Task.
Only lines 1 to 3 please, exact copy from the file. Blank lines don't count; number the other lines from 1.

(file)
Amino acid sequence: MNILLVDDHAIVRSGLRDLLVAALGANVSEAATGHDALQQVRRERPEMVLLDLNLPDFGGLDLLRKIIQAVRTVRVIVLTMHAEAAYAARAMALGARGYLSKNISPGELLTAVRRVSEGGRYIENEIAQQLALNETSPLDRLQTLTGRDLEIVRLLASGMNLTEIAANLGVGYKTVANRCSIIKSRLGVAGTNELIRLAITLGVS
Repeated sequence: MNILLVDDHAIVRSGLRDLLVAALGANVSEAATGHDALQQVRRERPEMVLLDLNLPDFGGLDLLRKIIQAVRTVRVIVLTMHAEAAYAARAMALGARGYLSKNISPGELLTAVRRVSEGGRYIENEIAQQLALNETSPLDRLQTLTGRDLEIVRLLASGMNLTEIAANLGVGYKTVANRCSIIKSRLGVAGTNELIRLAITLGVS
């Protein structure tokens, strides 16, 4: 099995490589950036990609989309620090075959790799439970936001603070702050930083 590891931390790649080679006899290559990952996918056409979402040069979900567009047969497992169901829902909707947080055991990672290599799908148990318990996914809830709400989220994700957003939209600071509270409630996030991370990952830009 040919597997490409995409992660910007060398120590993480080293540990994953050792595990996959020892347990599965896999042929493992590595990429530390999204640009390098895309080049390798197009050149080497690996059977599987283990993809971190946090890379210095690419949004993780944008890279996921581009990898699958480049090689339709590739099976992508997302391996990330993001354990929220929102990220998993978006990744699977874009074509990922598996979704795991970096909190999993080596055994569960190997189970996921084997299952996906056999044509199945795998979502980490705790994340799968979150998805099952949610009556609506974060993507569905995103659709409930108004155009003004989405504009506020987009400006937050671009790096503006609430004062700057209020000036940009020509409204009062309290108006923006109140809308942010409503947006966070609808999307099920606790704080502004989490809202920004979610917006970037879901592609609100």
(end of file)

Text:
Amino acid sequence: MNILLVDDHAIVRSGLRDLLVAALGANVSEAATGHDALQQVRRERPEMVLLDLNLPDFGGLDLLRKIIQAVRTVRVIVLTMHAEAAYAARAMALGARGYLSKNISPGELLTAVRRVSEGGRYIENEIAQQLALNETSPLDRLQTLTGRDLEIVRLLASGMNLTEIAANLGVGYKTVANRCSIIKSRLGVAGTNELIRLAITLGVS
Repeated sequence: MNILLVDDHAIVRSGLRDLLVAALGANVSEAATGHDALQQVRRERPEMVLLDLNLPDFGGLDLLRKIIQAVRTVRVIVLTMHAEAAYAARAMALGARGYLSKNISPGELLTAVRRVSEGGRYIENEIAQQLALNETSPLDRLQTLTGRDLEIVRLLASGMNLTEIAANLGVGYKTVANRCSIIKSRLGVAGTNELIRLAITLGVS
């Protein structure tokens, strides 16, 4: 099995490589950036990609989309620090075959790799439970936001603070702050930083 590891931390790649080679006899290559990952996918056409979402040069979900567009047969497992169901829902909707947080055991990672290599799908148990318990996914809830709400989220994700957003939209600071509270409630996030991370990952830009 040919597997490409995409992660910007060398120590993480080293540990994953050792595990996959020892347990599965896999042929493992590595990429530390999204640009390098895309080049390798197009050149080497690996059977599987283990993809971190946090890379210095690419949004993780944008890279996921581009990898699958480049090689339709590739099976992508997302391996990330993001354990929220929102990220998993978006990744699977874009074509990922598996979704795991970096909190999993080596055994569960190997189970996921084997299952996906056999044509199945795998979502980490705790994340799968979150998805099952949610009556609506974060993507569905995103659709409930108004155009003004989405504009506020987009400006937050671009790096503006609430004062700057209020000036940009020509409204009062309290108006923006109140809308942010409503947006966070609808999307099920606790704080502004989490809202920004979610917006970037879901592609609100």